Wednesday

17th Aug 2022

Feature

Pandemic: Roma at receiving end of racist policing

  • A police check in Bucharest (Photo: EPA-EFE/Robert Ghement)

More and more cases of police brutality against Roma are surfacing amidst quarantines, lockdowns and emergency measures across central and eastern Europe.

The latest incident involved an attack by a police officer on five small Romani children in Slovakia last month.

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The kids, four girls and a boy, aged between seven and eleven, from the quarantined Romani settlement of Krompachy, were beaten with a truncheon by the officer.

In tears, one of the girls told a reporter: "We went for wood and the cop began to chase us and shouted at us that if we didn't stop, he would shoot us. We stopped and he took us into a tunnel and beat us there."

According to the report in Romea.cz, military physicians treated the children for their injuries.

This latest scandal came just days after shocking video surfaced on social media of Romanian police beating and abusing Roma as they lay face down in the dirt with their hands bound behind their backs.

The screams of one victim were clearly audible, as four officers set about him, two striking him all over his body, and two others beating the soles of his bare feet.

In an open letter to the president of Romania, rights organisations Romani CRISS and the Civic Union of Young Roma in Romania (UCTRR) called for the dismissal of the minister of internal affairs and his chief of staff.

In the letter, the rights organisations described a number of incidents which included officers entering homes without warrants, beating women and children and using tear gas indoors.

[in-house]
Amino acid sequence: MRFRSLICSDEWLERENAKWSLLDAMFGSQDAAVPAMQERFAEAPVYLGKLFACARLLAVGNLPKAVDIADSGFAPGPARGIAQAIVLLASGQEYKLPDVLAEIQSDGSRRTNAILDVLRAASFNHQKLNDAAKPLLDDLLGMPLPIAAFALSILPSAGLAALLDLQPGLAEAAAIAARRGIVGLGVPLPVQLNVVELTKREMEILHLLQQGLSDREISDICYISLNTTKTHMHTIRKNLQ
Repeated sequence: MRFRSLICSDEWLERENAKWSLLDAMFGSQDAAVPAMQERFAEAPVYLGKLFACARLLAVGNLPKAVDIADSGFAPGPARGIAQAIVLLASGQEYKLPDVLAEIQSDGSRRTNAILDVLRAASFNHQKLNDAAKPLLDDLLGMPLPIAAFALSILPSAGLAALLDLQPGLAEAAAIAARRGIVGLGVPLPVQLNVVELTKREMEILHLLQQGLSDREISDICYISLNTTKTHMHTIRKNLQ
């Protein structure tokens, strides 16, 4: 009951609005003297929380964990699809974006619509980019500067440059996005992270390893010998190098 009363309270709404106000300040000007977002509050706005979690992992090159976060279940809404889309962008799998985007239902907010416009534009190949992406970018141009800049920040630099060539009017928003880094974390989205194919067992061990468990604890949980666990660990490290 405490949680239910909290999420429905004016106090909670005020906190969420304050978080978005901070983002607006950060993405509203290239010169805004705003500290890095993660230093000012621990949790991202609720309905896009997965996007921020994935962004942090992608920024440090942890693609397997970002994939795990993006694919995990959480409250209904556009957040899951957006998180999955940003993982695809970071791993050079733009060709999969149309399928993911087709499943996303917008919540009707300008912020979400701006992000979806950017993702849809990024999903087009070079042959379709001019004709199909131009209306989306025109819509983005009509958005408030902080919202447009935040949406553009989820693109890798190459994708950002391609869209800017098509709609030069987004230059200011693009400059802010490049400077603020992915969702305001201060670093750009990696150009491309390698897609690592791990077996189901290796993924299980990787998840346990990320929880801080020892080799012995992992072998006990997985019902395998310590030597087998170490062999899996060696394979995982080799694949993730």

Following one such attack, when two men tried to file a complaint about police abuse, they were beaten by special forces.

In a newspaper interview, Romani Criss director, Marian Mandache, condemned the "violent cowboy approach" of the chief of staff and reminded him that in an EU member state, it is the rule of law, and not summary justice "with a fist or guns" that should prevail when it comes to enforcement.

These are just some of the latest in a series of incidents across central and eastern Europe.

The reports we have received at the European Roma Rights Centre of extreme hardship, police violence, ethnic profiling and hate speech against Roma since the pandemic hit Europe, highlight the need for extra vigilance to protect the human rights of racialised minorities when governments adopt emergency powers.

The latest synthesis report from the Roma Civil Monitor (RCM) show that the "patchy progress" on Roma inclusion over the past decade, compounded by persistent discrimination has left Roma dangerously vulnerable.

The Council of Europe's commissioner for human rights, Dunja Mijatović recently warned against excessive policing of Roma in the context of this pandemic, and with particular reference to Bulgaria, she condemned the selective application of confinement measures on the basis of ethnicity.

Her concern about politicians and media describing Roma "as a threat to public health" was shared by Helena Dalli, European commissioner for equality, who condemned the rise of "online hate speech and fake stories against Roma" and called on member states to "do their utmost to prevent national or ethnic minorities, in particular Roma, from becoming scapegoats in the current crisis."